The effectiveness of the company's Enterprise System has enabled the company to develop a close relationship with its wholesalers and retailers which have a detailed understanding of the mineral water needs of customers. This is then effectively supported by the efficient supply chain. Non-profitable retail outlets were also identified, so that greater support and resources could be allocated to strategically significant clients. Question 1 (c) Describe one of the IS used by your organisation in terms of its inputs, processes, and outputs and in terms of its organisation, management, and technology features, and the importance of the system to the company. The following chart outlines the main inputs, processes and outputs of FMCG Ltd DSS. FMCG Ltd's DSS primary data originates primarily from: * the hand written records of the sales staff and staff involved with the supervision of the warehouses * the hand written records of staff supervising the water source production area and bottling unit * internal accounts Managers request ad hoc reports from technical staff on issues identified by them, as a result of information they receive in their routine reports or otherwise. This system allows managers to drill down into the data to identify issues in order to optimise the efficiency of the supply chain. The key role of the DSS being to drill down into data is supported by Benson (Benson, 2002). The flexibility of the system is critical and is largely achieved by having a well maintained database of information that can be accessed and manipulated to seek and present information concerning a very wide range of potential issues or areas that need exploration. Another feature of the reports generated by the DSS is that managers are normally able to link the results of the reports to the structure of the organisation. This means that when issues are identified, those responsible for managing the issues can easily be identified, and the issues can be promptly and effectively addressed. ...read more.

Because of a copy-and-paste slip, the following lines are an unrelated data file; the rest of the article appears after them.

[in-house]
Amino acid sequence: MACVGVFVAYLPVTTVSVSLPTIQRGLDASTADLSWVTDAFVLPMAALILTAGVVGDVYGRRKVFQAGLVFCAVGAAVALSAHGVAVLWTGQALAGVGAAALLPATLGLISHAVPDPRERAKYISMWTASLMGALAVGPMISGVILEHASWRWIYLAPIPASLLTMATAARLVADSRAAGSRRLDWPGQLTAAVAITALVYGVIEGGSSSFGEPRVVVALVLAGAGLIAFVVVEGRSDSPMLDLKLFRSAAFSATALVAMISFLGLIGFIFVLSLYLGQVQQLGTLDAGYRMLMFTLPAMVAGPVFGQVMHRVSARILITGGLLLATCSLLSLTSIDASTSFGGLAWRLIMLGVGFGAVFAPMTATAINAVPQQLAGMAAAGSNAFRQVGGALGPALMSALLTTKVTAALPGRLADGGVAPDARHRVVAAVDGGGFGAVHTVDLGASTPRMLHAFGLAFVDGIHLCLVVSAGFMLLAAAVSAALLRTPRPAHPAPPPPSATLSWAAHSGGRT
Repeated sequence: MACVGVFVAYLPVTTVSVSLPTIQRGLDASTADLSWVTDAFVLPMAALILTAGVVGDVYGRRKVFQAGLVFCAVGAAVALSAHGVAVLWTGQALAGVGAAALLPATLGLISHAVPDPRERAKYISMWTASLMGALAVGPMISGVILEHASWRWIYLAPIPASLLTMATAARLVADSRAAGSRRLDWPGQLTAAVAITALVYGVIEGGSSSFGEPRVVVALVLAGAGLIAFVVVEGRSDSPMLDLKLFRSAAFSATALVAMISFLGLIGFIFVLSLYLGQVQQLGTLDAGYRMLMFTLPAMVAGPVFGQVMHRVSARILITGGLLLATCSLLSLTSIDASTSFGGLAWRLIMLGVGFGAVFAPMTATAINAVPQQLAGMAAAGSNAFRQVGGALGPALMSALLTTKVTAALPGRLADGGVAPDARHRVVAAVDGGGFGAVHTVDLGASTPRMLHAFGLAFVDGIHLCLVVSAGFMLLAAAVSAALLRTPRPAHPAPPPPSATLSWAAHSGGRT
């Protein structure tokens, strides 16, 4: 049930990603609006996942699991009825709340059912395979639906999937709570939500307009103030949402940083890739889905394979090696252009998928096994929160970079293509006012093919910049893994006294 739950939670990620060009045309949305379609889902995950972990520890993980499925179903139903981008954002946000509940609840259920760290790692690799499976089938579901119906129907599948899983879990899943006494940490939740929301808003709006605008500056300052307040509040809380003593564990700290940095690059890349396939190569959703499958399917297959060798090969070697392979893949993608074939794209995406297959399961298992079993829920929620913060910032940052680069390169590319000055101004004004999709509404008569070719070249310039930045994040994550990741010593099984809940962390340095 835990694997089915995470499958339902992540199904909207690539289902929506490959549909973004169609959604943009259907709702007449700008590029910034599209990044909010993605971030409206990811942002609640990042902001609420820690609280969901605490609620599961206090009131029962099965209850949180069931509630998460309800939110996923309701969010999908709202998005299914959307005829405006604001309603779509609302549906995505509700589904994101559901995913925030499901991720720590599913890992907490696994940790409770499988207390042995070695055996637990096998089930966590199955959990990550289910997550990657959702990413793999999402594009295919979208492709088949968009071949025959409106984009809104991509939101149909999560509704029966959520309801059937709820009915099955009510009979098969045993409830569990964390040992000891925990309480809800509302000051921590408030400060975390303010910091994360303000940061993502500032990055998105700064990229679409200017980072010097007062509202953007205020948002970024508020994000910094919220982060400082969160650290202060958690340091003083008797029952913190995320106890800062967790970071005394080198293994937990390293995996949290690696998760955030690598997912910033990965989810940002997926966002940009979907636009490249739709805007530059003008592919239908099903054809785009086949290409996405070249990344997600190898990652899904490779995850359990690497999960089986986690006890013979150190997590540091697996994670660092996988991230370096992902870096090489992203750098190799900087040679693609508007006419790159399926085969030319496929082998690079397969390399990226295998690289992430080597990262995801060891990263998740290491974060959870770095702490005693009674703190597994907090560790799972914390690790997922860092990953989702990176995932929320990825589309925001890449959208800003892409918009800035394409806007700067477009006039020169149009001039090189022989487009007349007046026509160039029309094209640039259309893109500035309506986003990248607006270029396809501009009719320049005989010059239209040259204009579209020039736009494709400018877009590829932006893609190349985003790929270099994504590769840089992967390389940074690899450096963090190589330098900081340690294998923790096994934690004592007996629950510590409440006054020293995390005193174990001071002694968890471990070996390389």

Conclusion

Due to the fairly poor technological infrastructure in Vietnam, the use of telecommunication technologies for the company, such as broad band, network convergence and videoconferencing, is relatively limited. This is certain to improve in the future. The future use of electronic data exchange, when available, would contribute to the company's competitive advantage. The firm uses a Star network and a private branch exchange. It is likely that technology infrastructure in Vietnam will be improved. This would bring a number of advantages to the company in terms of increasing its use of telecommunications technology, including: * increasing the reliability and speed of the transfer of information throughout the firm * increasing the potential use of intranets to give increased ease of access to information by employees * allowing the establishment of extranets to further strengthen the close existing relationships that exist throughout the supply chain The Chair felt that these factors would strength the company's competitive position. However, he did not consider that they would provide new competitive advantages or opportunities in themselves. I asked him whether he felt that there was a danger for a company to fail to identify new opportunities because of an attitude among managers that technology was there to assist in the existing functions and processes of the organisation. He replied that there was always the danger of managers looking at opportunities too narrowly. But he also said that there was a danger of companies becoming too preoccupied with introducing new technologies that may not necessarily increase the competitiveness or profitability of the organisation. Abdus Sattar Chaudry of Nayang Technical University in Singapore is quoted by Coakes in the context of ensuring that the benefits of IS is measured. Chaudry comments that despite the difficulty of measuring the impact of knowledge management 'companies should not give up on measurement in this area'. He went on to say that the key issue is for managers to understand the real drivers of the company and to ensure they are aware of changes to these drivers and relating IS opportunities in relation to these key drivers. ...read more.